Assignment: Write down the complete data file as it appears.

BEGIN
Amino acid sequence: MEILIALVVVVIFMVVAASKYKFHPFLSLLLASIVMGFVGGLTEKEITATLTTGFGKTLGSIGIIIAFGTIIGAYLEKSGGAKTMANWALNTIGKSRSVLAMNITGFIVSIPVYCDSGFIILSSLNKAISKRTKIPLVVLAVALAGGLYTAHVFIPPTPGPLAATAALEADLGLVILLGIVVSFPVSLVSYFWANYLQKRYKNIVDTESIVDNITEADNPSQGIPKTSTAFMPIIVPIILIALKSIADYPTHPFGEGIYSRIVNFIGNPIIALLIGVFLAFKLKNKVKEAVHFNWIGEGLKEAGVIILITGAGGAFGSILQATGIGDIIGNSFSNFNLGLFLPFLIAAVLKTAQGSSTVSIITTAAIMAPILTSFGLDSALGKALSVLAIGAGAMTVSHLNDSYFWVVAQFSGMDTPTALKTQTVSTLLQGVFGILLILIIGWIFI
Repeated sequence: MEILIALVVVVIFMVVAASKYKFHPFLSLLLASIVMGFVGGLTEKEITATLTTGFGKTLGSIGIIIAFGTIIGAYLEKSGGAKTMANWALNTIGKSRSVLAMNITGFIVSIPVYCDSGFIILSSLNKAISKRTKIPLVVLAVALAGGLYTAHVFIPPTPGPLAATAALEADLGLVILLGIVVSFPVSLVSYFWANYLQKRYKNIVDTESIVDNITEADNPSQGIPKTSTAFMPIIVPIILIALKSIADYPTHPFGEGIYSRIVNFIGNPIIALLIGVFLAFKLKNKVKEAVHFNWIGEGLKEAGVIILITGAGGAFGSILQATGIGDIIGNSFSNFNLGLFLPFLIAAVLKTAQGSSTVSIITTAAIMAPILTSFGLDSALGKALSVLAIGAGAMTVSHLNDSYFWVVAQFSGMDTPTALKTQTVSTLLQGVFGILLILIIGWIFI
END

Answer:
Amino acid sequence: MEILIALVVVVIFMVVAASKYKFHPFLSLLLASIVMGFVGGLTEKEITATLTTGFGKTLGSIGIIIAFGTIIGAYLEKSGGAKTMANWALNTIGKSRSVLAMNITGFIVSIPVYCDSGFIILSSLNKAISKRTKIPLVVLAVALAGGLYTAHVFIPPTPGPLAATAALEADLGLVILLGIVVSFPVSLVSYFWANYLQKRYKNIVDTESIVDNITEADNPSQGIPKTSTAFMPIIVPIILIALKSIADYPTHPFGEGIYSRIVNFIGNPIIALLIGVFLAFKLKNKVKEAVHFNWIGEGLKEAGVIILITGAGGAFGSILQATGIGDIIGNSFSNFNLGLFLPFLIAAVLKTAQGSSTVSIITTAAIMAPILTSFGLDSALGKALSVLAIGAGAMTVSHLNDSYFWVVAQFSGMDTPTALKTQTVSTLLQGVFGILLILIIGWIFI
Repeated sequence: MEILIALVVVVIFMVVAASKYKFHPFLSLLLASIVMGFVGGLTEKEITATLTTGFGKTLGSIGIIIAFGTIIGAYLEKSGGAKTMANWALNTIGKSRSVLAMNITGFIVSIPVYCDSGFIILSSLNKAISKRTKIPLVVLAVALAGGLYTAHVFIPPTPGPLAATAALEADLGLVILLGIVVSFPVSLVSYFWANYLQKRYKNIVDTESIVDNITEADNPSQGIPKTSTAFMPIIVPIILIALKSIADYPTHPFGEGIYSRIVNFIGNPIIALLIGVFLAFKLKNKVKEAVHFNWIGEGLKEAGVIILITGAGGAFGSILQATGIGDIIGNSFSNFNLGLFLPFLIAAVLKTAQGSSTVSIITTAAIMAPILTSFGLDSALGKALSVLAIGAGAMTVSHLNDSYFWVVAQFSGMDTPTALKTQTVSTLLQGVFGILLILIIGWIFI